southwestern Kodiak Island, under and around the intersection of First 
and Third Streets, and contains both historic and prehistoric 
components. All of the human remains were recovered from the 
prehistoric context found in association with midden deposits that 
produced a radiocarbon dated of circa 350 B.P. This places the 
prehistoric occupation of the site in the Developed Koniag phase of the 
Koniag tradition, just prior to contact, and indicates that the human 
remains are those of ancestral Alutiiqs. Specifically, the human 
remains are from an area traditionally used by members of the Native 
Village of Larsen Bay.
    Officials of the City of Larsen Bay and Alutiiq Museum and 
Archaeological Repository have determined that, pursuant to 25 U.S.C. 
3001 (9-10), the human remains described above represent the physical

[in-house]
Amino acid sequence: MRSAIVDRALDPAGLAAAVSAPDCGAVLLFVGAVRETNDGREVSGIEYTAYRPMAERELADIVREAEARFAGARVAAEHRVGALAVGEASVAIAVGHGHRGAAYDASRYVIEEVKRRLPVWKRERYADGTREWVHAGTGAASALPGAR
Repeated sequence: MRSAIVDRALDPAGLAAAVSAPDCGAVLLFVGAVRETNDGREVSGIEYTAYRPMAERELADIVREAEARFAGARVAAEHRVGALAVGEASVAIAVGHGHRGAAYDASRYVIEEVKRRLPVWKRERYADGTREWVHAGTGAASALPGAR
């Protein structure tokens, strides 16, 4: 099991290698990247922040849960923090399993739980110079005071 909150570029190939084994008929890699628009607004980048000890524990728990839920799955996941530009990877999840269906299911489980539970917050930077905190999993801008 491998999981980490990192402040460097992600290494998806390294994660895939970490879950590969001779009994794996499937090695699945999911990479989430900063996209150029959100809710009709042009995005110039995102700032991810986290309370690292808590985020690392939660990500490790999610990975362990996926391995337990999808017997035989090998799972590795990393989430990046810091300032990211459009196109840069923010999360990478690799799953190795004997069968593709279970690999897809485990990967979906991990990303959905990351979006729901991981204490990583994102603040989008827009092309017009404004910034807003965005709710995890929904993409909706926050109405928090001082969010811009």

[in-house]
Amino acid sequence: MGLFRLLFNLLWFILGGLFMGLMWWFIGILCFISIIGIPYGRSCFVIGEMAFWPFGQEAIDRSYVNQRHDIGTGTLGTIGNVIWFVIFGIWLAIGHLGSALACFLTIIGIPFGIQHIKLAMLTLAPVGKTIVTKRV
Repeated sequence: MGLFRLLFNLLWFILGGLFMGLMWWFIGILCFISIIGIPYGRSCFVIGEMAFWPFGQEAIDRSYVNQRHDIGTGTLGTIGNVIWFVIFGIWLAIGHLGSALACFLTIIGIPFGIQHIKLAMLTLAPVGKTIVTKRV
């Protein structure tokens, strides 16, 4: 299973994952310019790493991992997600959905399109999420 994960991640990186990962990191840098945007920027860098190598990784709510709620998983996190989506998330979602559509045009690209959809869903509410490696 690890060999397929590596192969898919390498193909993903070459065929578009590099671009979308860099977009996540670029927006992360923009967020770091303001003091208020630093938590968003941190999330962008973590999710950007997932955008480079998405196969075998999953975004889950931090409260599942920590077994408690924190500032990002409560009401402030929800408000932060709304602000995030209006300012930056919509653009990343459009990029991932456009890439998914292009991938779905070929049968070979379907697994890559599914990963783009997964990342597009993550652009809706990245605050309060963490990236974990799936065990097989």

remains of eight individuals of Native American ancestry. Officials of 
the City of Larsen Bay and Alutiiq Museum and Archaeological Repository 
also have determined that, pursuant to 25 U.S.C. 3001 (3)(A), the nine 
objects described above are reasonably believed to have been placed 
with or near individual human remains at the time of death or later as 
part of the death rite or ceremony. Lastly, officials of the City of 
Larsen Bay and Alutiiq Museum and Archaeological Repository have 
determined that, pursuant to 25 U.S.C. 3001 (2), there is a 
relationship of shared group identity that can be reasonably traced 
between the Native American human remains and associated funerary 
objects and the Native Village of Larsen Bay.
    Representatives of any other Indian tribe that believes itself to 
be culturally affiliated with the human remains and associated funerary 
objects should contact Allen Panamaroff, Mayor, City of Larsen Bay,
    P.O. Box 8, Larsen Bay, AK 99624, telephone (907) 847-2211, before 
February 14, 2008. Repatriation of the human remains and associated 
funerary objects to the Native Village of Larsen Bay may proceed after 
that date if no additional claimants come forward.
    Alutiiq Museum and Archaeological Repository is responsible for 
notifying the Native Village of Larsen Bay that this notice has been 
published.

    Dated: December 7, 2007.
Sherry Hutt,
Manager, National NAGPRA Program.
[FR Doc. E8-622 Filed 1-14-08; 8:45 am]

BILLING CODE 4312-50-S